Tuesday, June 10, 2014

Republicans to Gays: You Can Carry...But You Can't Marry

The Republican Party's convention in Fort Wayne this past weekend got me to thinking about some things.
Leading up to the big day, there were a couple of big issues.  First, would the party vote to leave in the language defining marriage as between one man and one woman in their party platform?  Second, would conventioneers get to openly carry their guns at the convention?

The answer was yes to both questions.  Republicans voted to write discrimination into their party platform, and they also got to carry their beloved guns to the convention.  This, however, mixes these two issues in a bit of a strange way.

Indiana is controlled by the Republican Party with supermajorities in the Indiana House and the Indiana Senate for the GOP.  They also hold the Governor's Mansion with Mike Pence there when he's not on some trade mission or campaign stop.

Since Republicans have such a stranglehold on the power and are so pro-gun but so anti-gay, one could draw a line between the two issues as they are both civil rights and constitutional rights questions.  Why is it fair to fight for an inanimate object when you won't fight for people to have the right to marry who they want to marry.

It's only a matter of time before this fight is over once and for all.  Indiana will throw out its antiquated anti-equality laws, and same sex couples will be able to marry.  Democrats have taken a stand on the right side of history just like many Republicans did during the Civil Rights movement of the 60's.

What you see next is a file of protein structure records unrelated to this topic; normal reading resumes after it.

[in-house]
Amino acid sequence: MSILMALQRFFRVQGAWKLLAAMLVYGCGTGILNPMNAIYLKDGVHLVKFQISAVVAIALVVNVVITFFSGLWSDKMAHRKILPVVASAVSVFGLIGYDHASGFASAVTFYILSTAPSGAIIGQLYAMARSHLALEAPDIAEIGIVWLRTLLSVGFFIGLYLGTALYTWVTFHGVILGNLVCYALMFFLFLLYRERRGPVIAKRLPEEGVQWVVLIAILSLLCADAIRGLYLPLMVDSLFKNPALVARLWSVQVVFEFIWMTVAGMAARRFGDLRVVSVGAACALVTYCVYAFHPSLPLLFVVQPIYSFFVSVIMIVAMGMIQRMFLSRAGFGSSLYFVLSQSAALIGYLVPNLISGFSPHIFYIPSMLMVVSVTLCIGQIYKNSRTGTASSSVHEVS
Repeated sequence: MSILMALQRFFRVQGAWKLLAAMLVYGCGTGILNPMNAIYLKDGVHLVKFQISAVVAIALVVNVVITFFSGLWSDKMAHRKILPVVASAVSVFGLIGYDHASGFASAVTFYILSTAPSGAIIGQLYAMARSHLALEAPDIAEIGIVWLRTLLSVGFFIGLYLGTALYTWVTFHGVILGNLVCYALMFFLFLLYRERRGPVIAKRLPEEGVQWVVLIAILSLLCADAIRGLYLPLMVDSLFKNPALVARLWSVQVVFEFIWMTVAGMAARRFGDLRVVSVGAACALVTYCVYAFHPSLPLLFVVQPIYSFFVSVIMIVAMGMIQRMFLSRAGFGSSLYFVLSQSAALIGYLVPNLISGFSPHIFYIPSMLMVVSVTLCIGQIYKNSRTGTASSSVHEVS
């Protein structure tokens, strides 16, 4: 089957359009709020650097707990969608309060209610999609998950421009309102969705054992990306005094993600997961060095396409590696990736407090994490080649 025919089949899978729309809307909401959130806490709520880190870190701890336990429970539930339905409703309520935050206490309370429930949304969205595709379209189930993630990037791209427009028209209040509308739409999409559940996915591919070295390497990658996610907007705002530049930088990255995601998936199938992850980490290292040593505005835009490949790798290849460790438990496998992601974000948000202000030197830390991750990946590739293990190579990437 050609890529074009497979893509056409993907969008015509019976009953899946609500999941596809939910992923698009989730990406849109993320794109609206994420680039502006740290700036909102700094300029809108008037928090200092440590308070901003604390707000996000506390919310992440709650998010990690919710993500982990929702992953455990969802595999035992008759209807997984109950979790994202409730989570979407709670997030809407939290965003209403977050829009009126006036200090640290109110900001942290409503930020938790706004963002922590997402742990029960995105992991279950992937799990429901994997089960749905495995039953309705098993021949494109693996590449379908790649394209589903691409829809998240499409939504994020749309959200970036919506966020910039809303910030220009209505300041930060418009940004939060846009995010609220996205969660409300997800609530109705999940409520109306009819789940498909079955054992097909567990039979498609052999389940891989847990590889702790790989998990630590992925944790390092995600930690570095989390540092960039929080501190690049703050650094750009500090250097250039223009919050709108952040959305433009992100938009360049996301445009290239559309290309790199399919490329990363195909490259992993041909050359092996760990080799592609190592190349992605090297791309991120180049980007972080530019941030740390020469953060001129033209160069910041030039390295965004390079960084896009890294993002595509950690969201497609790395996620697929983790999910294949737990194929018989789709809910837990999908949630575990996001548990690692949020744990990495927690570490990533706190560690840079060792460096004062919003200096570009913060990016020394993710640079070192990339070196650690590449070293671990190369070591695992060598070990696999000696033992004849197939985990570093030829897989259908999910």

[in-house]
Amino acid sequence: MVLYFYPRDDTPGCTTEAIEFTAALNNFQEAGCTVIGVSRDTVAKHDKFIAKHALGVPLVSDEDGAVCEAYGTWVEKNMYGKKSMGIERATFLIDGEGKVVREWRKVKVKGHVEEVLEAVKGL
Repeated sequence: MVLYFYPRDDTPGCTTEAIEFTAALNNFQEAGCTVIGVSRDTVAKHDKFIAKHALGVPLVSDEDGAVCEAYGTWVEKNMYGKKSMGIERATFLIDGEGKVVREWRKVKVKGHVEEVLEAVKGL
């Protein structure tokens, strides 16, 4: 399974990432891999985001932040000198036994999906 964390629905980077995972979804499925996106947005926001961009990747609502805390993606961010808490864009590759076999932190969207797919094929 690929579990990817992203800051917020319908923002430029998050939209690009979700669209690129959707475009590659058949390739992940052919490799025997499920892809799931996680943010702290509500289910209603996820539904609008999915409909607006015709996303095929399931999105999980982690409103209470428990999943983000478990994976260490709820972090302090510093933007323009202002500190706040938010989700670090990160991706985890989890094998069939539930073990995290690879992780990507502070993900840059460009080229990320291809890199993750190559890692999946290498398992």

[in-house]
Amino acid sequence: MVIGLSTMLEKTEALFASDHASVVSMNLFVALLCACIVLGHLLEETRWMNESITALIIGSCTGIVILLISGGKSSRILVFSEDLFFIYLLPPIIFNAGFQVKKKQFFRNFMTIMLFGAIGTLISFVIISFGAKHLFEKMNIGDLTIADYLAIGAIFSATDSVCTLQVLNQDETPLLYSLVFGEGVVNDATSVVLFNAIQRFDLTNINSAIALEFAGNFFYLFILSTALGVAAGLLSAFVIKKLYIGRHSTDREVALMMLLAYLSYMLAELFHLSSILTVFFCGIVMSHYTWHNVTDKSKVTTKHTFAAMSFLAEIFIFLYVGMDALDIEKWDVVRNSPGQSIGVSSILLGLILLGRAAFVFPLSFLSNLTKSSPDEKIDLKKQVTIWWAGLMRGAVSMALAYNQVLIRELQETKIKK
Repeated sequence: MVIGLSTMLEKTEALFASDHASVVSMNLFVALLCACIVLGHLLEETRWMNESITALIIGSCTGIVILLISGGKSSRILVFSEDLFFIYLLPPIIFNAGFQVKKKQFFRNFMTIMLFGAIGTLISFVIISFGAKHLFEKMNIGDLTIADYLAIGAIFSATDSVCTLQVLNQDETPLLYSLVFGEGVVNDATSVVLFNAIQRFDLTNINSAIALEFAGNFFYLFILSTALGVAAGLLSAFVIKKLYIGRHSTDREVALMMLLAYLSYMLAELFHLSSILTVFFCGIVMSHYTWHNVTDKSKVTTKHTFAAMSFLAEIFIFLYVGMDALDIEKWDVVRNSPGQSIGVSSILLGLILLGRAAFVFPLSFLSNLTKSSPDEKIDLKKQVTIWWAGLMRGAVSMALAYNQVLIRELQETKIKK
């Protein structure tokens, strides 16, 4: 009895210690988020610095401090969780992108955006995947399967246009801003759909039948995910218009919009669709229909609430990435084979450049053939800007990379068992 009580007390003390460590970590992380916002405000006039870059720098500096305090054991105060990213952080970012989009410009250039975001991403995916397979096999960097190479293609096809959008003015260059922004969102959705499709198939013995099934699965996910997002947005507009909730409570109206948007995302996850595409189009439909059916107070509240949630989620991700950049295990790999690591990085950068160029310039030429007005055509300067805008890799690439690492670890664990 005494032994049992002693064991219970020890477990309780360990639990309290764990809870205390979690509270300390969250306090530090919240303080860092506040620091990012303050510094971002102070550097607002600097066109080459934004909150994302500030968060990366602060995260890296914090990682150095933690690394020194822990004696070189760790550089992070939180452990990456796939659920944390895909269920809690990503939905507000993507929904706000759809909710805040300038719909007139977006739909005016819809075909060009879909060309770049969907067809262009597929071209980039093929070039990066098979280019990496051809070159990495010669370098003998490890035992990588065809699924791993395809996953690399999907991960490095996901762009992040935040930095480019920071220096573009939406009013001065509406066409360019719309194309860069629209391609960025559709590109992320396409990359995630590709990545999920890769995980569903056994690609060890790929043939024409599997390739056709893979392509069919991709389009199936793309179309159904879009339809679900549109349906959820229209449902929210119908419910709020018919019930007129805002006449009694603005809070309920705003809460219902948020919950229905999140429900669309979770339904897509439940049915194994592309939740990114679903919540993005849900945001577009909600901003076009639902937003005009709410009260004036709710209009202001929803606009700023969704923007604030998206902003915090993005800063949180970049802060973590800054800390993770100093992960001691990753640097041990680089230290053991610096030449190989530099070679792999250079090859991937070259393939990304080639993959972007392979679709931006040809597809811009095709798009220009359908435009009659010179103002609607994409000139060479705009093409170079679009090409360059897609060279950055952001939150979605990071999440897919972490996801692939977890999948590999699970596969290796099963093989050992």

For now, though, Indiana remains a place where if you are gay, you can carry your gun, but you can't marry your mate.  Something seems backwards about that.  Then again, I'm only thinking logically.

1 comment:

Eric said...

The Second Amendment does not confer "gun rights" on average Joes. Rather, it applies to the "militia". The Republican majority on the Supreme Court held in 2008 that the Second Amendment protected gun ownership by individual citizens, the first time the Court had ruled that way. It contradicted 230 years of precedent. Any political party that demands, and is allowed, to carry firearms at its state convention should be seen for what it is: extreme, extreme right, and just plain loopy. Are they afraid of each other? They should be flattered to get three votes in the next election. Promoting constitutional rights that don't exist and opposing civil rights to move humanity forward: the Republican brand. Going back to the 1960s, few Republicans "stood up" for civil rights. That was left to Lyndon Johnson, who persuaded some Republicans to come along for the ride. The GOP then used Lyndon's bold leadership on civil rights to create the "southern strategy", employed to ruin the Democratic Party across Old Dixie.